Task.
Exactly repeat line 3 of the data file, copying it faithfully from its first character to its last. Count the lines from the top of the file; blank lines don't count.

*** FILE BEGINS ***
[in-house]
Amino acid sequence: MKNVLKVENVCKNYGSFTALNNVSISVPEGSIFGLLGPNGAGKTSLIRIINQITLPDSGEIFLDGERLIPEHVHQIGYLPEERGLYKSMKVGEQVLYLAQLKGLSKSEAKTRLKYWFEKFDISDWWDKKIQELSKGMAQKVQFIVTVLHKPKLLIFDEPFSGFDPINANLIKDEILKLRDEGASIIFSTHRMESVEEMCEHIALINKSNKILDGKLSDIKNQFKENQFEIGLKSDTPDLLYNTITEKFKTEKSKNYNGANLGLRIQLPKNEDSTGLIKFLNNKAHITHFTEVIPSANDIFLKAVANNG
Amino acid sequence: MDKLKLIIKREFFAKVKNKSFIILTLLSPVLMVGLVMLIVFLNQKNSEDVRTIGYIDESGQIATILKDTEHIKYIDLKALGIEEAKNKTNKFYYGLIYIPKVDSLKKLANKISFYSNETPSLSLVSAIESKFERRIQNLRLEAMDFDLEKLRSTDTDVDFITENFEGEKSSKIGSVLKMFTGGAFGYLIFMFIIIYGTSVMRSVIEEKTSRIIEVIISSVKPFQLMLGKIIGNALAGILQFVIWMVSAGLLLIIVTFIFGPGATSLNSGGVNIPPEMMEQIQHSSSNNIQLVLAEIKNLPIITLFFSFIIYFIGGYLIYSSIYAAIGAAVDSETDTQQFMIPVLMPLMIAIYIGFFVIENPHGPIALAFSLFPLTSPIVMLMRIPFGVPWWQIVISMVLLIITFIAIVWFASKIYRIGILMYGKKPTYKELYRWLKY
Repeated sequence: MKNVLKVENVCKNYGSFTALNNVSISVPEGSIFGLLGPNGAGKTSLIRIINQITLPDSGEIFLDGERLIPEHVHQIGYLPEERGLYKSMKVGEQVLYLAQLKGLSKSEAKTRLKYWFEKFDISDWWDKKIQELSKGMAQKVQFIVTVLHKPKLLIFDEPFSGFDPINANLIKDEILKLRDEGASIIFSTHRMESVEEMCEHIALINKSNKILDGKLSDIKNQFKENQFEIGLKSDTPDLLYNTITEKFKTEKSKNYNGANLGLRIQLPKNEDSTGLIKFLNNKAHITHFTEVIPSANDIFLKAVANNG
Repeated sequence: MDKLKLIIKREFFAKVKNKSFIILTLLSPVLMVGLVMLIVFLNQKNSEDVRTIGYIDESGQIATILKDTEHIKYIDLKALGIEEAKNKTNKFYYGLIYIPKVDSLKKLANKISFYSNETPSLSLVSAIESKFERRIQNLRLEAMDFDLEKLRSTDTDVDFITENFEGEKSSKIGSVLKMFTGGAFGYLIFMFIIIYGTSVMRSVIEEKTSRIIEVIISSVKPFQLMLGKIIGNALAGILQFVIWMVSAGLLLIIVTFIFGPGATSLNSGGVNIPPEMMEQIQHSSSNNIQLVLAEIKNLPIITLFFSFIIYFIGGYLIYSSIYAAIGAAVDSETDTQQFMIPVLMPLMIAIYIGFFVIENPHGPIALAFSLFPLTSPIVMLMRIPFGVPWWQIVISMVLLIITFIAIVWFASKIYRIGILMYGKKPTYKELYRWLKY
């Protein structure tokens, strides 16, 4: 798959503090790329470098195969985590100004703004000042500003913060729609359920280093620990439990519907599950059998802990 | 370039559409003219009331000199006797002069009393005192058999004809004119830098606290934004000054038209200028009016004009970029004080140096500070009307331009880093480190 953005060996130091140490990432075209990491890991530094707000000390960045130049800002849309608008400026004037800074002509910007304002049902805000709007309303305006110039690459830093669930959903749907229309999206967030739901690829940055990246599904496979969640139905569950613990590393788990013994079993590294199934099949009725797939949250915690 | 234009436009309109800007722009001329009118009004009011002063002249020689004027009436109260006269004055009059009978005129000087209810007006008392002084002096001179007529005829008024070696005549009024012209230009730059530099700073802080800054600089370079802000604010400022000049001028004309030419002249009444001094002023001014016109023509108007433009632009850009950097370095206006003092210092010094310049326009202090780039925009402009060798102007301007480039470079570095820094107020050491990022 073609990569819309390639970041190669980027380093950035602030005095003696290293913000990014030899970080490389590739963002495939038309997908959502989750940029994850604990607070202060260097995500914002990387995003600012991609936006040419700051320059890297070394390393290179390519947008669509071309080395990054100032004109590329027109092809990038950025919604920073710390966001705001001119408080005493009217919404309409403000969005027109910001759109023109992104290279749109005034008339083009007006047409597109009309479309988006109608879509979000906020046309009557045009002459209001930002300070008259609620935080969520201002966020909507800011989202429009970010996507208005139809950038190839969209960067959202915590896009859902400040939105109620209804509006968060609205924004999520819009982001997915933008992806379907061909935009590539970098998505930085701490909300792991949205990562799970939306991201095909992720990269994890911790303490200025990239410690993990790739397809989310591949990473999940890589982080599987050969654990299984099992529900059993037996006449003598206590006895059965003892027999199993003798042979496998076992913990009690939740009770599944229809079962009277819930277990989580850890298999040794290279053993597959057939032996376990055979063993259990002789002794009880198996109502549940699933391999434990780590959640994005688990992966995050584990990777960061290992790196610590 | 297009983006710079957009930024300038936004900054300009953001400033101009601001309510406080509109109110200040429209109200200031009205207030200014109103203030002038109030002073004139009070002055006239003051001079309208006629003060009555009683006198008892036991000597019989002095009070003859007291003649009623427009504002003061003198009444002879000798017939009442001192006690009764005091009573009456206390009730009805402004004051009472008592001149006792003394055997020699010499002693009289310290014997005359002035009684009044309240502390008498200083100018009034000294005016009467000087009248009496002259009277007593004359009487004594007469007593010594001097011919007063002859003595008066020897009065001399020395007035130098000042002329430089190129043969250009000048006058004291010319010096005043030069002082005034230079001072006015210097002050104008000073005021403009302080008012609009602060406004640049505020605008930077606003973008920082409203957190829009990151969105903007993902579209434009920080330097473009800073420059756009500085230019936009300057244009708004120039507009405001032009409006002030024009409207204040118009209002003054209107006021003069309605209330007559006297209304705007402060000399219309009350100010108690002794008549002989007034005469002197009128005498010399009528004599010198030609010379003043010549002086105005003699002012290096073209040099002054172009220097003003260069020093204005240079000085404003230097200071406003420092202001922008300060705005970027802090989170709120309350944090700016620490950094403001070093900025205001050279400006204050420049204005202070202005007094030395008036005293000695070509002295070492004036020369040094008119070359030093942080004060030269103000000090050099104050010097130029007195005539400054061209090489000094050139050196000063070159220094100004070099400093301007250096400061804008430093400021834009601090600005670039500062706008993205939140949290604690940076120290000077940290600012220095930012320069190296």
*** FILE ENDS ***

Amino acid sequence: MDKLKLIIKREFFAKVKNKSFIILTLLSPVLMVGLVMLIVFLNQKNSEDVRTIGYIDESGQIATILKDTEHIKYIDLKALGIEEAKNKTNKFYYGLIYIPKVDSLKKLANKISFYSNETPSLSLVSAIESKFERRIQNLRLEAMDFDLEKLRSTDTDVDFITENFEGEKSSKIGSVLKMFTGGAFGYLIFMFIIIYGTSVMRSVIEEKTSRIIEVIISSVKPFQLMLGKIIGNALAGILQFVIWMVSAGLLLIIVTFIFGPGATSLNSGGVNIPPEMMEQIQHSSSNNIQLVLAEIKNLPIITLFFSFIIYFIGGYLIYSSIYAAIGAAVDSETDTQQFMIPVLMPLMIAIYIGFFVIENPHGPIALAFSLFPLTSPIVMLMRIPFGVPWWQIVISMVLLIITFIAIVWFASKIYRIGILMYGKKPTYKELYRWLKY